Medal Me, Baby, One More Time
Just 24 hours after Team GB took home show jumping team gold, the dressage team decided to get in on the history-making action. While the jumping team had put in a decidedly dominant performance, the dressage riders positively piaffed away with the lead, having the gold medal in hand before the final German and Dutch riders even entered the ring.
Great Britain’s Carl Hester and Laura Bechtolsheimer, ride the victory lap after receiving the gold medal in the equestrian dressage team competition. (AP Photo/Markus Schreiber)
As the three medaling teams entered the ring for the medals ceremony, it was impossible not to notice how much fancier “nervous jigging” looked when a big, beefy dressage horse did it, as opposed to a wiry, keyed up show jumper.
Once again the Brits took their place atop the podium, the Union Jack was hoisted high and the crowd swayed and sang God Save the Queen. (And I, of course, got choked up. Again. Such a sap.)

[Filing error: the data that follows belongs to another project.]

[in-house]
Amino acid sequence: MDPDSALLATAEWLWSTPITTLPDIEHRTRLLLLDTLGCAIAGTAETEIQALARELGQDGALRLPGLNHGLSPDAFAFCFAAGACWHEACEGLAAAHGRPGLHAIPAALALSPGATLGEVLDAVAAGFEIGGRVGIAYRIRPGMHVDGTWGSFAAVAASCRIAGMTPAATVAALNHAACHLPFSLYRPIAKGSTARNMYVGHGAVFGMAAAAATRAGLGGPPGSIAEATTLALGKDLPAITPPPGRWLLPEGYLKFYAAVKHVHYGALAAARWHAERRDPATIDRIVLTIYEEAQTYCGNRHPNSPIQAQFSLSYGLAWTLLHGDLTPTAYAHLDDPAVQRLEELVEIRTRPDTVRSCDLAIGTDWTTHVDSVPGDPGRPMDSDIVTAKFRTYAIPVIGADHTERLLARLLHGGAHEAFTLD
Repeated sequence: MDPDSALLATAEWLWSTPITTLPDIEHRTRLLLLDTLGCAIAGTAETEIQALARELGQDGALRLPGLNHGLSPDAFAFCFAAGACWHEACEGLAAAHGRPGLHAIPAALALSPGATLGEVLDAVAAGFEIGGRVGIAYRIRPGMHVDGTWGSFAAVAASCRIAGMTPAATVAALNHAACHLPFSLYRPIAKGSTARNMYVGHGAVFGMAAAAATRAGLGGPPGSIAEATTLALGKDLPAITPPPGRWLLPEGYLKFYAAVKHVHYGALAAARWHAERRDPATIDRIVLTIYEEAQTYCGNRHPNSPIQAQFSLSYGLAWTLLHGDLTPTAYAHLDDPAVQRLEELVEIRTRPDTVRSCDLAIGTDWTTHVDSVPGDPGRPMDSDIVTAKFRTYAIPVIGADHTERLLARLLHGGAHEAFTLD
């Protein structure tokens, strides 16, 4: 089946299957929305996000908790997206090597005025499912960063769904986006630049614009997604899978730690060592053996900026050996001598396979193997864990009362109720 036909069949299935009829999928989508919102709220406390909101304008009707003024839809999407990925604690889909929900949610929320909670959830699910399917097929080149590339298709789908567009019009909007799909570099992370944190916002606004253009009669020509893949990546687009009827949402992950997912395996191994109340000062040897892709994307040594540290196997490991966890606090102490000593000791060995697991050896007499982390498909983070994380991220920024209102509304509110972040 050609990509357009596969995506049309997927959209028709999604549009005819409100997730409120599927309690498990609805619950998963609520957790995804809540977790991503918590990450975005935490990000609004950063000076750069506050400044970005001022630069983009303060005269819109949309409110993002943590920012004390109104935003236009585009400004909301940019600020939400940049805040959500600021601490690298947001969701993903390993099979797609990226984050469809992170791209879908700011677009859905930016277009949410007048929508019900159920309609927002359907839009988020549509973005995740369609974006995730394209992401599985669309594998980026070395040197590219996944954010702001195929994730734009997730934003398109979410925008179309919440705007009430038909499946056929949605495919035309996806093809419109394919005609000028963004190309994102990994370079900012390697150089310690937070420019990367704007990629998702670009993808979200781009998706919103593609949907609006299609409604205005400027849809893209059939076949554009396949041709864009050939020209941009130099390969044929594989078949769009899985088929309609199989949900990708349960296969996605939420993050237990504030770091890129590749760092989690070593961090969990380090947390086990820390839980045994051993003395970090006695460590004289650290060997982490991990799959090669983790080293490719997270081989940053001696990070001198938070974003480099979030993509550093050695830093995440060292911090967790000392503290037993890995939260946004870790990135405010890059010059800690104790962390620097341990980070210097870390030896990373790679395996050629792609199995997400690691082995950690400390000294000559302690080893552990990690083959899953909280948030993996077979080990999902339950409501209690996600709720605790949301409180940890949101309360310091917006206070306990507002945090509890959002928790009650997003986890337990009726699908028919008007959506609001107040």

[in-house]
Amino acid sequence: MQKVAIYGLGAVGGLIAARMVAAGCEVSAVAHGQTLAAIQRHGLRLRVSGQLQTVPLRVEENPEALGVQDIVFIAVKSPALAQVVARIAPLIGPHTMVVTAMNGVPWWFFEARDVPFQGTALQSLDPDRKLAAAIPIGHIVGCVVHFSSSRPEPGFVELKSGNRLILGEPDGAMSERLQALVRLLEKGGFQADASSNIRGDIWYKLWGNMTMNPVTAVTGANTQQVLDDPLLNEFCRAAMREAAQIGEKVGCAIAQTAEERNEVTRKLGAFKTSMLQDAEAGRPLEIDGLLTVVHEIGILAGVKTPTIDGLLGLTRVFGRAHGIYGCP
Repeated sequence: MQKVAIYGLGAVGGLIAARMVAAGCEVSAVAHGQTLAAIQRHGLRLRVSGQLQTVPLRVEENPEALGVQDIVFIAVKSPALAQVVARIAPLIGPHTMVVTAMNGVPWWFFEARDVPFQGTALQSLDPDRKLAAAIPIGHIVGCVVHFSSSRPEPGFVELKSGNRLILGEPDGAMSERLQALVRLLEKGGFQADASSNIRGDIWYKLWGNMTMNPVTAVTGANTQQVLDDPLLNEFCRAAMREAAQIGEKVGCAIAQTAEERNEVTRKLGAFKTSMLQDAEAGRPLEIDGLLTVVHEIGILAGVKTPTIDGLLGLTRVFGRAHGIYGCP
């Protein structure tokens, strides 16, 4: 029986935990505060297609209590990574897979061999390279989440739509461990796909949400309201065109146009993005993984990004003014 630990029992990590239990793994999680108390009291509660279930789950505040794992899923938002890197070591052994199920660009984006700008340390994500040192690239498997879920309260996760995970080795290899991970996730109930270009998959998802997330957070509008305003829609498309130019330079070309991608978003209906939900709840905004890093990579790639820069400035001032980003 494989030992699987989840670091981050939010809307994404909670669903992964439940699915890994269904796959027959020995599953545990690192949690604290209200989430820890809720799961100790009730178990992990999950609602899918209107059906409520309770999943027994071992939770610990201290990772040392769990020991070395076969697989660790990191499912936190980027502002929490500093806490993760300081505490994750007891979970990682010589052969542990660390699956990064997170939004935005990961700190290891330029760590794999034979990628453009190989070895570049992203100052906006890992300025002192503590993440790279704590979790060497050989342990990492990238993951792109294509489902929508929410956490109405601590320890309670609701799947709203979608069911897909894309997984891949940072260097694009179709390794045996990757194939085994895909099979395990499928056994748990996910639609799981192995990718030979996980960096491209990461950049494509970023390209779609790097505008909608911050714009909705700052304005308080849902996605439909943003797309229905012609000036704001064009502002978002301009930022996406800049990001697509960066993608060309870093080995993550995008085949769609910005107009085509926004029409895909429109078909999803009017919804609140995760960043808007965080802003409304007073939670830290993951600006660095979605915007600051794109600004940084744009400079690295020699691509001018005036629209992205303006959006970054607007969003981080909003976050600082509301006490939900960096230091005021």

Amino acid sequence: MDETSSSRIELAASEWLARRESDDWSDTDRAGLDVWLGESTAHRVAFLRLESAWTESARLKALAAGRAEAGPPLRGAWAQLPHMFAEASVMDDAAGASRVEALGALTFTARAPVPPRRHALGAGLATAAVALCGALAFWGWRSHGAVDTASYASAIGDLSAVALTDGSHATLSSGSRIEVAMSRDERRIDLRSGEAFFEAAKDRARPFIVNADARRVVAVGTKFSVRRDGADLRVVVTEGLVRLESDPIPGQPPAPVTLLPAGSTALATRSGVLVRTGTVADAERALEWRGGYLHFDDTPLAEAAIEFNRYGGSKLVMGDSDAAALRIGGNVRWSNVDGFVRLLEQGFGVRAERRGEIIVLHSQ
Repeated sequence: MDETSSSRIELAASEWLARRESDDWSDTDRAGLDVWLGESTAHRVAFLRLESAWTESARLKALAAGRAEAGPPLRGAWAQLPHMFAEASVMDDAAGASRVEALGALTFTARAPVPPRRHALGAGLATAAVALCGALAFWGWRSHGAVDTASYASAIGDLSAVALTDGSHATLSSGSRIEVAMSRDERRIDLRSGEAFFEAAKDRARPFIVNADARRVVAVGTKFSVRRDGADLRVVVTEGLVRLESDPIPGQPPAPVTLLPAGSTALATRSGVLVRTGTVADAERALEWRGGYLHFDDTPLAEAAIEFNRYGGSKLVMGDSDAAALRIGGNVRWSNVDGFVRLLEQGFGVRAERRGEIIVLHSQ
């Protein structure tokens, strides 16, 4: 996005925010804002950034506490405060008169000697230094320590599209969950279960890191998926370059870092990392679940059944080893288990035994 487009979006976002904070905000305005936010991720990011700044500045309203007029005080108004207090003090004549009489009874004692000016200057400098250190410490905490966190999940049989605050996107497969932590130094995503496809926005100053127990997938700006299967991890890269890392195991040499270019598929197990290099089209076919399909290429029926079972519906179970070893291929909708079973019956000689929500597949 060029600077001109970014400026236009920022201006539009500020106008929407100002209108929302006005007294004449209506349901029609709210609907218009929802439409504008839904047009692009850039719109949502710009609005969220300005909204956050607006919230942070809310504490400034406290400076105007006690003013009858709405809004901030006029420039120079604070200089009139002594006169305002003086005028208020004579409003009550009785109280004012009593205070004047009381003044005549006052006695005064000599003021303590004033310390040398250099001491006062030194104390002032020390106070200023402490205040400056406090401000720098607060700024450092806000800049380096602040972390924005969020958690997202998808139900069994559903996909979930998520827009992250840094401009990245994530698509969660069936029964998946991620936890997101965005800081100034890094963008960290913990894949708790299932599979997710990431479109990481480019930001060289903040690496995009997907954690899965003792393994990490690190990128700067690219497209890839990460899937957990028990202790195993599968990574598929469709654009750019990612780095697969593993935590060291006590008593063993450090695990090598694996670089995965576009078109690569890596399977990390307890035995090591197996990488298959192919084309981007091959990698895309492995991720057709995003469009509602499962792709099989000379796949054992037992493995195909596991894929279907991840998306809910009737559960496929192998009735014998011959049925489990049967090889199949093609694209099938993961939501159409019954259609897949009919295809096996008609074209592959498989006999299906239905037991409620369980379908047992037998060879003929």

Walking out of the stadium, I was in front of a pair of women who were discussing the day’s events. They were clearly not riders, but as they reflected on their first Olympic experience, they couldn’t have been happier that they could “only” get dressage tickets. “Seeing the flag raised and singing God Save the Queen – how many people get to do that at the Olympics? I’m not sure I’ve ever been so proud to be a Brit.”
Team GB pride.
I’m constantly surrounded by reminders of the power of these games. Watching a child’s eyes light up as they witness greatness for the first time, and seeing them process the limitless possibilities life holds for them is refreshing, inspiring and humbling.
Seeing Ben Maher sheepishly unzip his team jacket to reveal his hidden gold medal, and then watching his mom hug him made me think back to all the times my mom has hugged me after competitions. I can remember feeling her pride as she held me in her arms, and I know that Ben was feeling that same thing. He looked so tired and relieved and comforted.
The impossibly humble Maher.
Walking into a pub in London proper where local fans are moved to tears as the home team brings home another medal, I’ve seen former strangers become best friends in an instant.
This is what the Olympics are all about. And I’m honored to bear witness to it.